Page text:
Aggravated Atherosclerosis and Vascular Inflammation With Reduced Kidney Function Depend on Interleukin-17 Receptor A and Are Normalized by Inhibition of Interleukin-17A

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Abstract

Effective therapy of atherosclerotic complications in patients with chronic kidney disease (CKD) is an unmet clinical need. Cardiovascular events are the most common cause of death. At a glomerular filtration rate ≤60 ml/min, these events are increased also after correction for common risk factors. Previous studies have reported enhanced vascular inflammation in mice and recently also in humans. Our current data show, in a mouse model of atherosclerosis in moderate renal impairment, that interleukin-17 receptor A is instrumental in this condition, and blockade of this pathway can normalize arterial inflammation even in advanced atherosclerosis.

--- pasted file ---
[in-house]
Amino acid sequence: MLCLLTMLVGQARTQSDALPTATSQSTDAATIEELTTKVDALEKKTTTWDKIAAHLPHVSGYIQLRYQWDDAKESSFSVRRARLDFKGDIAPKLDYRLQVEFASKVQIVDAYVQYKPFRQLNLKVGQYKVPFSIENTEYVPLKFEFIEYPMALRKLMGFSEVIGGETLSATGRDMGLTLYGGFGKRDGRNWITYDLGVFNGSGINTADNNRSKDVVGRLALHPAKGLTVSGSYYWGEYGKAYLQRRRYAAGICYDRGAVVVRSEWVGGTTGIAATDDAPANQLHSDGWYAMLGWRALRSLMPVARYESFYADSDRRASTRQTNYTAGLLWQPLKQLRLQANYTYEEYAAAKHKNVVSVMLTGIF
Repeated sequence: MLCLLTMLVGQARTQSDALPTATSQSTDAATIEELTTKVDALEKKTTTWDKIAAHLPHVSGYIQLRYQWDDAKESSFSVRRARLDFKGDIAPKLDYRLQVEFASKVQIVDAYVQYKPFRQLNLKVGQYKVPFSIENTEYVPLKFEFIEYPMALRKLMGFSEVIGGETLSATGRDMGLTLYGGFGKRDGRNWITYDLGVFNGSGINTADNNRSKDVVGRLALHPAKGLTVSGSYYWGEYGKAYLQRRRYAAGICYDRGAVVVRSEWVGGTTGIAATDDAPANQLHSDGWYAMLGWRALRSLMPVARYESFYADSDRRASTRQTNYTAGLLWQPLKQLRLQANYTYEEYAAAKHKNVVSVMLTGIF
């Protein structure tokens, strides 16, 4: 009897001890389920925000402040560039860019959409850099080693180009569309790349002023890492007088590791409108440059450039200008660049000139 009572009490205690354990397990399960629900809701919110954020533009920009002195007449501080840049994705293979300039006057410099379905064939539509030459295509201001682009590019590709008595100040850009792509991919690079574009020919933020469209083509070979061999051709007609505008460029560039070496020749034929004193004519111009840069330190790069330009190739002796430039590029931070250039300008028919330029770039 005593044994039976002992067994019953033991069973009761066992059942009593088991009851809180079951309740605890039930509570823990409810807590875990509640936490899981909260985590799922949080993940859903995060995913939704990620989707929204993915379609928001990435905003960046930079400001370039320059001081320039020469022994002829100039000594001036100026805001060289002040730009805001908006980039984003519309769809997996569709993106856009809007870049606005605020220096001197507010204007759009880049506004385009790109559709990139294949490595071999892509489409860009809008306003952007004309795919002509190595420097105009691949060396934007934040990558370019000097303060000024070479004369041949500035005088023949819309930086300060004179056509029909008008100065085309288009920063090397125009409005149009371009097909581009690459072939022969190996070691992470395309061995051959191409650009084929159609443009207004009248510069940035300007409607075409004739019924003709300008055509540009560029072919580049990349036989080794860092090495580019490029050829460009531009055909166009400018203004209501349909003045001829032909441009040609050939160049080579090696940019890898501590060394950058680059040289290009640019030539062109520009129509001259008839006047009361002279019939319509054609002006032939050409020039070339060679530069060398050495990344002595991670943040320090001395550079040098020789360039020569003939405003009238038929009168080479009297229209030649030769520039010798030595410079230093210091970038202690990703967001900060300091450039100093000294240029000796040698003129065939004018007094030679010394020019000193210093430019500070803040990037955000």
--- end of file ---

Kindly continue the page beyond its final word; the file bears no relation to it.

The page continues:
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Nordlohne, J., Helmke, A., Ge, S., Rong, S., Chen, R., Waisman, A., … von Vietinghoff, S. (2018). Aggravated Atherosclerosis and Vascular Inflammation With Reduced Kidney Function Depend on Interleukin-17 Receptor A and Are Normalized by Inhibition of Interleukin-17A. JACC: Basic to Translational Science, 3(1), 54–66. https://doi.org/10.1016/j.jacbts.2017.08.005

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